After a lot of recent attention, it seems to have grown awfully quiet this month in the Adams 12 school district. Two of four scheduled negotiation sessions with teachers union officials already have taken place, but beyond that it’s left to the open-ended curiosity of a perpetually precocious 5-year-old to try to guess what’s taking place. If the Colorado Education Association (CEA) mother ship had let the District Twelve Educators Association (DTEA) accept the board’s offer of open negotiations, we might have more than a clue.
Still, we could take a stab at what the respective sides might be fighting hard for behind closed doors. An April 19 DTEA memo set forth the topics proposed for discussion. Kept out of the (properly hygienic, smoke-free) back rooms, I can only wonder what sort of progress might have been made in the direction of cutting back or ending tax-funded union release time, or the board’s general push toward greater fiscal responsibility.
On the other hand, union leaders want to undo the 1.5% shift in teacher pay to cover their guaranteed retirement benefits (aka PERA), even if they can’t explain how that will be accomplished without asking more of parents and/or having to lay off some teachers. Interestingly, though, the DTEA memo listed as the last point under their proposals: “Extending the contract to 2018.” In an email soliciting their members to provide bargaining input on an online survey, DTEA leaders also noted:
As you take the survey, know that our team already has the contract extension as our top priority. That’s why it’s not on the survey and why we didn’t ask you about it.
Article 37 of the current DTEA master agreement (which gives DTEA, CEA, and NEA effective monopoly bargaining power for district teachers) indicates that it’s set to expire in 2014. CEA union leaders believe they can safely assume most teachers automatically want them back four more years, hoping the agreement will continue to renew as it has done since created in 1970.
That would be kind of like your member of Congress sending out a constituent survey with a note saying, “I know we share the highest priority of re-electing me without opposition for another couple of terms in office, so I didn’t bother to ask.” Except there’s a reason why that comparison doesn’t quite work. Your Congressman has to stand for re-election every two years. Some may complain it’s often rigged in favor of the incumbent, but at least the decision is subject to the democratic process.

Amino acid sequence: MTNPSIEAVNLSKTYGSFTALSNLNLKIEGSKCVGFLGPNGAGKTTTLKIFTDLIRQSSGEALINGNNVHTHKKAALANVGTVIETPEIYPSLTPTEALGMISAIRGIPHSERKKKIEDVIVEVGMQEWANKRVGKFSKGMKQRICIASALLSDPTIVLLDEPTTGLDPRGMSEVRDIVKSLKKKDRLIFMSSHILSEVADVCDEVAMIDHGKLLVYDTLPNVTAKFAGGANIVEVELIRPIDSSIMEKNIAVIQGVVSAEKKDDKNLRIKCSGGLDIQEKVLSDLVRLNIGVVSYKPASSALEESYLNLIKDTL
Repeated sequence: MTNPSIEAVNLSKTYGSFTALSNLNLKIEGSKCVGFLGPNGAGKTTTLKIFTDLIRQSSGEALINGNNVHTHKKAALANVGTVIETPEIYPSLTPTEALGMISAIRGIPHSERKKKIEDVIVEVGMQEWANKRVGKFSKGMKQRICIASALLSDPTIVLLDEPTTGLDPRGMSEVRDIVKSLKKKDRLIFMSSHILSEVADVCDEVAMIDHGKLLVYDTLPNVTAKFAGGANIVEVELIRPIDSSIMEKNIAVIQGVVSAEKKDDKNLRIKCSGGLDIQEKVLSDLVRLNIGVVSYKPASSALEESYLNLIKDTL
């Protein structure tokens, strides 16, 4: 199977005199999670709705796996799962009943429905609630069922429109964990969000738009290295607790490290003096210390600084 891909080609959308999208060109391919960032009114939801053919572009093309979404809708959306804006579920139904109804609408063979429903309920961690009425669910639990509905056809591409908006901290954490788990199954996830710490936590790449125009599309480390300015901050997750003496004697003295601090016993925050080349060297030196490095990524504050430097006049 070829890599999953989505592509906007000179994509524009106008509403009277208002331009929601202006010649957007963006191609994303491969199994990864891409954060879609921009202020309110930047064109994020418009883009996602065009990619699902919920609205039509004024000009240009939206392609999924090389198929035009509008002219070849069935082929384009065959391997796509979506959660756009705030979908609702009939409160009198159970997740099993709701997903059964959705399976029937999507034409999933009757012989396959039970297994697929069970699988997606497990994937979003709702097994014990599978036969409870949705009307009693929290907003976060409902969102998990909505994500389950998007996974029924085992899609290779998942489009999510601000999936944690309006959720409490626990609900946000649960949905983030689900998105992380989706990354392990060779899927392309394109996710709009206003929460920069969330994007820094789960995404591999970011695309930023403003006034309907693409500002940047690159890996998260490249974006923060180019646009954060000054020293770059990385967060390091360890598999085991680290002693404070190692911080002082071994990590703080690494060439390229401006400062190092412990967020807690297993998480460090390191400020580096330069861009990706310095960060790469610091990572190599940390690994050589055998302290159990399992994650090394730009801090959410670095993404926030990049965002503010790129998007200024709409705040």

Conversely, it seems unlikely that any of the educators who chose CEA and the National Education Association (NEA) to represent them — more than 40 years ago — are still employed by Adams 12. Who knows? If you asked the current batch of teachers, maybe they would want an independent, local-only union. Article 3 of the agreement lays out the procedure by which the question about continuing the incumbent bargaining representative’s power at least can be raised:
Upon receipt of a petition requesting withdrawal of recognition, properly signed by at least thirty per cent (30%) of the teachers which may be submitted between February 1 and March 1 of the year the Master Agreement expires, the Board of Education will call a secret ballot election within thirty (30) days to determine whether recognition shall be withdrawn. The election shall be conducted under the auspices of the American Arbitration Association and under the rules from time to time in effect with the American Arbitration Association. If the Association’s representation rights are challenged by another organization within such election, the losing organization shall pay all costs of
Of course, having the power to set those rules for a potential election might explain why teachers aren’t used to such elections taking place. It’s good to be the monopoly bargaining agent! Even so, making contract extension the top priority means Adams 12 teachers wouldn’t have that option available to them again until February 2018. Seems like union officials at least could have asked to see how many of them agree that item should be number one on the to-do list.
Given Mike Antonucci’s insightful news analysis that the NEA’s ongoing membership dip has yet to reach bottom, it’s hard to blame union officials for wanting to sew up another four years of uncontested representative power in one of Colorado’s largest school districts.